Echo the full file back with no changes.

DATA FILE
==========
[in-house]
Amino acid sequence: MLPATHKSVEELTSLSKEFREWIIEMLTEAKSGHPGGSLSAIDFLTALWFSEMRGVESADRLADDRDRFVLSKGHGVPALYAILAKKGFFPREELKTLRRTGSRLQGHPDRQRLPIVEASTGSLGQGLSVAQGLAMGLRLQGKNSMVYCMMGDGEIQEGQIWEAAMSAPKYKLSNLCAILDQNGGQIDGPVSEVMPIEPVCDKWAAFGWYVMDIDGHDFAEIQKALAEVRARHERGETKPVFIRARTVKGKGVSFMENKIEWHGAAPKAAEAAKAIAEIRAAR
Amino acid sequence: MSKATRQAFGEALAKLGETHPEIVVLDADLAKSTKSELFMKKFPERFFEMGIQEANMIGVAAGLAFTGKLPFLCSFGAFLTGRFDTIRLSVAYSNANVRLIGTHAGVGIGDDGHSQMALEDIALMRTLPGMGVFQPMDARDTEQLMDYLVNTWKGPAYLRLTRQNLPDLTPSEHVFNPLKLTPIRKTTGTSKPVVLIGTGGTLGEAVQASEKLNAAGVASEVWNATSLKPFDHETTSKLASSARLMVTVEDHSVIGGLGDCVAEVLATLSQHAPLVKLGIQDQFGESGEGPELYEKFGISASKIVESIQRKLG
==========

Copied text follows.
[in-house]
Amino acid sequence: MLPATHKSVEELTSLSKEFREWIIEMLTEAKSGHPGGSLSAIDFLTALWFSEMRGVESADRLADDRDRFVLSKGHGVPALYAILAKKGFFPREELKTLRRTGSRLQGHPDRQRLPIVEASTGSLGQGLSVAQGLAMGLRLQGKNSMVYCMMGDGEIQEGQIWEAAMSAPKYKLSNLCAILDQNGGQIDGPVSEVMPIEPVCDKWAAFGWYVMDIDGHDFAEIQKALAEVRARHERGETKPVFIRARTVKGKGVSFMENKIEWHGAAPKAAEAAKAIAEIRAAR
Amino acid sequence: MSKATRQAFGEALAKLGETHPEIVVLDADLAKSTKSELFMKKFPERFFEMGIQEANMIGVAAGLAFTGKLPFLCSFGAFLTGRFDTIRLSVAYSNANVRLIGTHAGVGIGDDGHSQMALEDIALMRTLPGMGVFQPMDARDTEQLMDYLVNTWKGPAYLRLTRQNLPDLTPSEHVFNPLKLTPIRKTTGTSKPVVLIGTGGTLGEAVQASEKLNAAGVASEVWNATSLKPFDHETTSKLASSARLMVTVEDHSVIGGLGDCVAEVLATLSQHAPLVKLGIQDQFGESGEGPELYEKFGISASKIVESIQRKLG